Question words (or open question words) are an extremely important part of any language because they allow us to expand our knowledge about the things happening around us. Open questions differ from yes-no questions in that the possible ways of responding to them are limitless – or in other words, they must be answered with more than just a yes or a no.
In Italian, there are a number of different ways to ask questions using open question words, most of which have an exact English equivalent. Let’s take a look at them now!
How to Say “Who / Whom / Whose” in Italian – Chi
Chi is the word for who, whom and whose depending on the context.
When used to mean who, it comes at the beginning of the sentence and stands in the place of the subject.
- Chi viene alla festa? = Who is coming to the party?
(Marco viene alla festa. = Marco is coming to the party.)
- Chi è quel uomo misterioso? = Who is that mysterious man?
(Marco è quel uomo misterioso. = Marco is that mysterious man.)
When chi takes the meaning of whom, it replaces the object and may be preceded by a preposition such as per, con, and so on.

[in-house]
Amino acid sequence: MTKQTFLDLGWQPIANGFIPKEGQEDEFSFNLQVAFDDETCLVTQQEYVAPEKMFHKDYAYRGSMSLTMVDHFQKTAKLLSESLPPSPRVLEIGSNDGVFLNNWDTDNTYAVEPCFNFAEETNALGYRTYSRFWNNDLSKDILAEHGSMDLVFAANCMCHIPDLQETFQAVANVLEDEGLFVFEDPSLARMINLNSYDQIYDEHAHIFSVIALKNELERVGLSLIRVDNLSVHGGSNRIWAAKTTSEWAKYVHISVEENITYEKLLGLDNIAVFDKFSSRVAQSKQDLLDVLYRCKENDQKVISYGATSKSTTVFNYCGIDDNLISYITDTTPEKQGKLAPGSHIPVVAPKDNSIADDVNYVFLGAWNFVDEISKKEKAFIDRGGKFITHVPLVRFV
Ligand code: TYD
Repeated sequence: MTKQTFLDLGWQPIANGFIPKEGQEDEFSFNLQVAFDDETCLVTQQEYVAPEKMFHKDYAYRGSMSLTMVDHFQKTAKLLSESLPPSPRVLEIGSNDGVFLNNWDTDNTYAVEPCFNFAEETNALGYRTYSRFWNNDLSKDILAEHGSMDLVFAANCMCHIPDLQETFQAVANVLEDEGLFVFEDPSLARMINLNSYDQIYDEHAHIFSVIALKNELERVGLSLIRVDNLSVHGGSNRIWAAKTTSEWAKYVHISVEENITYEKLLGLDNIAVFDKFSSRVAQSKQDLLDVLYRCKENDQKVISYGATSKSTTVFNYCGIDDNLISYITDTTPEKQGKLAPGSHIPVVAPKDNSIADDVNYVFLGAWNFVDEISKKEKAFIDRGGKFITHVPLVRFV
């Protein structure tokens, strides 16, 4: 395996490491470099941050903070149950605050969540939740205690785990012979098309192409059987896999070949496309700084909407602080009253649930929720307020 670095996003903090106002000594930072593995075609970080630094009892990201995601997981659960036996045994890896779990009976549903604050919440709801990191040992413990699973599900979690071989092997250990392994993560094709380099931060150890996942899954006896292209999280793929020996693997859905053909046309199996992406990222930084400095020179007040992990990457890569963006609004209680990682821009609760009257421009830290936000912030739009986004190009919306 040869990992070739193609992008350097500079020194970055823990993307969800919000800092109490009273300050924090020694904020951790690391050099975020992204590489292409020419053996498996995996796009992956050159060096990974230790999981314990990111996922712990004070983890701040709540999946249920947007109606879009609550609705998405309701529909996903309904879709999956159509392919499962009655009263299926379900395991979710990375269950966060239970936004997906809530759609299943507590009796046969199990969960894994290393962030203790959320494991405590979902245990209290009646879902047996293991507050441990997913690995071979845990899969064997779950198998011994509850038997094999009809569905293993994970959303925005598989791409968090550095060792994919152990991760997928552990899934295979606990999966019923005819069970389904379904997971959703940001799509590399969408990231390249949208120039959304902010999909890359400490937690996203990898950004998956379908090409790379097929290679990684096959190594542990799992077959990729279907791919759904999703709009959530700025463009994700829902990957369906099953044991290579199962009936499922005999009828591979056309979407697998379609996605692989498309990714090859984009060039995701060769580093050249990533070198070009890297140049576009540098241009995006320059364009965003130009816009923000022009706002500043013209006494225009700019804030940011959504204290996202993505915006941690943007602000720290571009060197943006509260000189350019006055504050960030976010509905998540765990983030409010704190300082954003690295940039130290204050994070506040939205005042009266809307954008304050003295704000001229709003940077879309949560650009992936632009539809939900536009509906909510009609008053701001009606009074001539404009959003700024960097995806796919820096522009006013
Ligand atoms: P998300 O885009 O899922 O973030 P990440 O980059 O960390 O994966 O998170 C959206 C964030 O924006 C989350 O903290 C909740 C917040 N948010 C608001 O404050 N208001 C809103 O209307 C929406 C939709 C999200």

- Chi hai visto? = Whom did you see?
(Hai visto Marco. = You (did) see Marco.)
- Con chi parli? = With whom are you speaking?
(Parli con Marco. = You are speaking with Marco.)
- Per chi sono i soldi? = For whom is the money?
(I soldi sono per Marco. = The money is for Marco.)
Chi can also mean whose when preceded by the preposition di.
- Di chi è questa macchina? = Whose car is this?
- Di chi è la responsabilità? = Whose responsibility is it?
Chi also appears in the word chissà which translates to who knows.
- Chissà da dove viene quella ragazza. = Who knows where that girl comes from.
How to Say “What” in Italian – Che cosa
Che cosa is the most formal and correct way of saying what in Italian.
However in speech and in more informal contexts, you will certainly come across cosa and che on their own. Cosa is fairly standard whereas che can be considered slang.